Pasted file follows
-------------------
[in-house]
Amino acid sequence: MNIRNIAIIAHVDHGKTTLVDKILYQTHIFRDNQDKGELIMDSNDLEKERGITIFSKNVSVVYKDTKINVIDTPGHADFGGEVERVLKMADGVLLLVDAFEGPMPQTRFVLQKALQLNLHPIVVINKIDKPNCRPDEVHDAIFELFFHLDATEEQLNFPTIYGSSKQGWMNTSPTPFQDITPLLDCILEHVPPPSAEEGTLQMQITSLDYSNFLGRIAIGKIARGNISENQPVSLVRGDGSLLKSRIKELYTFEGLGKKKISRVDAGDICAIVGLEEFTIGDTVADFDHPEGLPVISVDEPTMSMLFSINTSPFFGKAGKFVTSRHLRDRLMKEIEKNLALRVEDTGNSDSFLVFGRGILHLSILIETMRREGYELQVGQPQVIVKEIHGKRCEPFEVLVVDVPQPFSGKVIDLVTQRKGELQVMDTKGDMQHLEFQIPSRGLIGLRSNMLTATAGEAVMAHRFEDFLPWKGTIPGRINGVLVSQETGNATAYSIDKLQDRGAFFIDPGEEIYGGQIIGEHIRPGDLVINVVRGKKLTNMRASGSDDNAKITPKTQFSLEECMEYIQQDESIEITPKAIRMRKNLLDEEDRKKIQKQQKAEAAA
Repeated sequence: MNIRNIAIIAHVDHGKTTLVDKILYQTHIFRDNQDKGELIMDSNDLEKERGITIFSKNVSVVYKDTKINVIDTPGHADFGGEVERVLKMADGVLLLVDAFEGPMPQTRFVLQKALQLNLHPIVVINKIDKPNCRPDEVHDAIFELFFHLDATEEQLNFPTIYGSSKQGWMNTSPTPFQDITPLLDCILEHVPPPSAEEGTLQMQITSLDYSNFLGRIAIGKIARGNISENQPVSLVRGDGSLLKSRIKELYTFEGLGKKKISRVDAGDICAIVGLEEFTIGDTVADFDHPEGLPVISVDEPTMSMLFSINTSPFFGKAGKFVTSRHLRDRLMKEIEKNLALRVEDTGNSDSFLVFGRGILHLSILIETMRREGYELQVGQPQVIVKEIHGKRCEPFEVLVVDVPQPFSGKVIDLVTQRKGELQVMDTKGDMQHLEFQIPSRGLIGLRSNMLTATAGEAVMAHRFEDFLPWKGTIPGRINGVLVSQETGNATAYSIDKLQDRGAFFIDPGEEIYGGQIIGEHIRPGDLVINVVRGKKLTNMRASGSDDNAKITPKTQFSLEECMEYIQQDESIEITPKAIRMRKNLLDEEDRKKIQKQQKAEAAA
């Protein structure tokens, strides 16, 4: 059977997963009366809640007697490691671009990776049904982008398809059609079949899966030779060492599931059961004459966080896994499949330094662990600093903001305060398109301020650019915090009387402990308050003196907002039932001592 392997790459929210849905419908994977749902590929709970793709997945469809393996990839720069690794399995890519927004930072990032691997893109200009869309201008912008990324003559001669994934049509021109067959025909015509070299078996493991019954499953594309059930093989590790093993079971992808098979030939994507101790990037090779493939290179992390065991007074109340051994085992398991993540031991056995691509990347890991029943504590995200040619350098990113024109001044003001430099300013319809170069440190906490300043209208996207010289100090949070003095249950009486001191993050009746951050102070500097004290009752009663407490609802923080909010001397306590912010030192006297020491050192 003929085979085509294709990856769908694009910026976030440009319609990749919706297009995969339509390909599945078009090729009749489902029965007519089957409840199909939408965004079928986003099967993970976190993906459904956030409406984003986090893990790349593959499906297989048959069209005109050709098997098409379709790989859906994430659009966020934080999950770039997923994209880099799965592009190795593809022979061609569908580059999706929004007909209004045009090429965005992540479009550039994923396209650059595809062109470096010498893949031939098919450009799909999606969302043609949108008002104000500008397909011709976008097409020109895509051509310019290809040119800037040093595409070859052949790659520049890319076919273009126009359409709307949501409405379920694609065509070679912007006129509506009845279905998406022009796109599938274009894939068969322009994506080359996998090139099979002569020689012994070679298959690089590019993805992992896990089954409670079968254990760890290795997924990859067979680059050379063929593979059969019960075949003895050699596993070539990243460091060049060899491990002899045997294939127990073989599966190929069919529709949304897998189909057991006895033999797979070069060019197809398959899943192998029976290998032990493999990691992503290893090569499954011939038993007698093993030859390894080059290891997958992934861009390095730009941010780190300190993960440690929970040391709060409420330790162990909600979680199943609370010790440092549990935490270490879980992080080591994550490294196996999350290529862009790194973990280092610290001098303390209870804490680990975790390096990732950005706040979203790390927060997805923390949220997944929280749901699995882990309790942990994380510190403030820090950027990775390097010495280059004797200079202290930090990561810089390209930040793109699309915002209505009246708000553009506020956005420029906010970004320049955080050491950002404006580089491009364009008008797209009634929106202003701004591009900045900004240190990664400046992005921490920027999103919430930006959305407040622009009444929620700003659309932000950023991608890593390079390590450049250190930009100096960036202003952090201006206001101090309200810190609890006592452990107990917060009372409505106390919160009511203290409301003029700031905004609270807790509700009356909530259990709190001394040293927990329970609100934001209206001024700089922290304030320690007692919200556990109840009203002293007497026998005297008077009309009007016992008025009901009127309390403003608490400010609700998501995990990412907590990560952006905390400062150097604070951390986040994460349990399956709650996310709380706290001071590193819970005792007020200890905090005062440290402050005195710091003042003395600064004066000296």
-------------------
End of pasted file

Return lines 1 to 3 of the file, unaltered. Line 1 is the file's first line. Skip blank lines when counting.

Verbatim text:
[in-house]
Amino acid sequence: MNIRNIAIIAHVDHGKTTLVDKILYQTHIFRDNQDKGELIMDSNDLEKERGITIFSKNVSVVYKDTKINVIDTPGHADFGGEVERVLKMADGVLLLVDAFEGPMPQTRFVLQKALQLNLHPIVVINKIDKPNCRPDEVHDAIFELFFHLDATEEQLNFPTIYGSSKQGWMNTSPTPFQDITPLLDCILEHVPPPSAEEGTLQMQITSLDYSNFLGRIAIGKIARGNISENQPVSLVRGDGSLLKSRIKELYTFEGLGKKKISRVDAGDICAIVGLEEFTIGDTVADFDHPEGLPVISVDEPTMSMLFSINTSPFFGKAGKFVTSRHLRDRLMKEIEKNLALRVEDTGNSDSFLVFGRGILHLSILIETMRREGYELQVGQPQVIVKEIHGKRCEPFEVLVVDVPQPFSGKVIDLVTQRKGELQVMDTKGDMQHLEFQIPSRGLIGLRSNMLTATAGEAVMAHRFEDFLPWKGTIPGRINGVLVSQETGNATAYSIDKLQDRGAFFIDPGEEIYGGQIIGEHIRPGDLVINVVRGKKLTNMRASGSDDNAKITPKTQFSLEECMEYIQQDESIEITPKAIRMRKNLLDEEDRKKIQKQQKAEAAA
Repeated sequence: MNIRNIAIIAHVDHGKTTLVDKILYQTHIFRDNQDKGELIMDSNDLEKERGITIFSKNVSVVYKDTKINVIDTPGHADFGGEVERVLKMADGVLLLVDAFEGPMPQTRFVLQKALQLNLHPIVVINKIDKPNCRPDEVHDAIFELFFHLDATEEQLNFPTIYGSSKQGWMNTSPTPFQDITPLLDCILEHVPPPSAEEGTLQMQITSLDYSNFLGRIAIGKIARGNISENQPVSLVRGDGSLLKSRIKELYTFEGLGKKKISRVDAGDICAIVGLEEFTIGDTVADFDHPEGLPVISVDEPTMSMLFSINTSPFFGKAGKFVTSRHLRDRLMKEIEKNLALRVEDTGNSDSFLVFGRGILHLSILIETMRREGYELQVGQPQVIVKEIHGKRCEPFEVLVVDVPQPFSGKVIDLVTQRKGELQVMDTKGDMQHLEFQIPSRGLIGLRSNMLTATAGEAVMAHRFEDFLPWKGTIPGRINGVLVSQETGNATAYSIDKLQDRGAFFIDPGEEIYGGQIIGEHIRPGDLVINVVRGKKLTNMRASGSDDNAKITPKTQFSLEECMEYIQQDESIEITPKAIRMRKNLLDEEDRKKIQKQQKAEAAA